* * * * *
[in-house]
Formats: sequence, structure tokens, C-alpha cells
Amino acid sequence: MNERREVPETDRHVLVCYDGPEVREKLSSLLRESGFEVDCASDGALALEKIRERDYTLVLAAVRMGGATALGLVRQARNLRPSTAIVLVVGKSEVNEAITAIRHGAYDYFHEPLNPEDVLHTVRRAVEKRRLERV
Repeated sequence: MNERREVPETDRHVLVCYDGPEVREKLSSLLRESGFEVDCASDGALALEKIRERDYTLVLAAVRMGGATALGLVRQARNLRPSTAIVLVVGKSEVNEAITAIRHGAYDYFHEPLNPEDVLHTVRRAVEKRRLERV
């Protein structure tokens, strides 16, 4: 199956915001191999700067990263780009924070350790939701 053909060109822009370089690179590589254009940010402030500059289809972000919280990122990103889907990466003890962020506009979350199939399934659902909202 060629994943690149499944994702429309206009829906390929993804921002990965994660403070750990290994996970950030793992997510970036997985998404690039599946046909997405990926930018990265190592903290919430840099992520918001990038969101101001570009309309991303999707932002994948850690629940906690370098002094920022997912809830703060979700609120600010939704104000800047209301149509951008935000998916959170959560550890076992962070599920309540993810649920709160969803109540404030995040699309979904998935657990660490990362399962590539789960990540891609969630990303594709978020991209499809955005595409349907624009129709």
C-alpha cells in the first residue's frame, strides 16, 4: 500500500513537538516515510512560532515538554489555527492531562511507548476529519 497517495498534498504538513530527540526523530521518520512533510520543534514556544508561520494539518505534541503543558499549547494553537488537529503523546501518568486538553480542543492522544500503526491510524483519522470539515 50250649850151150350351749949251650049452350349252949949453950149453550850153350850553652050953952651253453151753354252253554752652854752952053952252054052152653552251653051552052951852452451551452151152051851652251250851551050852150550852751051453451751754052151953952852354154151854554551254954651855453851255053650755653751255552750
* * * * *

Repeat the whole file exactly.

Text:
[in-house]
Formats: sequence, structure tokens, C-alpha cells
Amino acid sequence: MNERREVPETDRHVLVCYDGPEVREKLSSLLRESGFEVDCASDGALALEKIRERDYTLVLAAVRMGGATALGLVRQARNLRPSTAIVLVVGKSEVNEAITAIRHGAYDYFHEPLNPEDVLHTVRRAVEKRRLERV
Repeated sequence: MNERREVPETDRHVLVCYDGPEVREKLSSLLRESGFEVDCASDGALALEKIRERDYTLVLAAVRMGGATALGLVRQARNLRPSTAIVLVVGKSEVNEAITAIRHGAYDYFHEPLNPEDVLHTVRRAVEKRRLERV
């Protein structure tokens, strides 16, 4: 199956915001191999700067990263780009924070350790939701 053909060109822009370089690179590589254009940010402030500059289809972000919280990122990103889907990466003890962020506009979350199939399934659902909202 060629994943690149499944994702429309206009829906390929993804921002990965994660403070750990290994996970950030793992997510970036997985998404690039599946046909997405990926930018990265190592903290919430840099992520918001990038969101101001570009309309991303999707932002994948850690629940906690370098002094920022997912809830703060979700609120600010939704104000800047209301149509951008935000998916959170959560550890076992962070599920309540993810649920709160969803109540404030995040699309979904998935657990660490990362399962590539789960990540891609969630990303594709978020991209499809955005595409349907624009129709």
C-alpha cells in the first residue's frame, strides 16, 4: 500500500513537538516515510512560532515538554489555527492531562511507548476529519 497517495498534498504538513530527540526523530521518520512533510520543534514556544508561520494539518505534541503543558499549547494553537488537529503523546501518568486538553480542543492522544500503526491510524483519522470539515 50250649850151150350351749949251650049452350349252949949453950149453550850153350850553652050953952651253453151753354252253554752652854752952053952252054052152653552251653051552052951852452451551452151152051851652251250851551050852150550852751051453451751754052151953952852354154151854554551254954651855453851255053650755653751255552750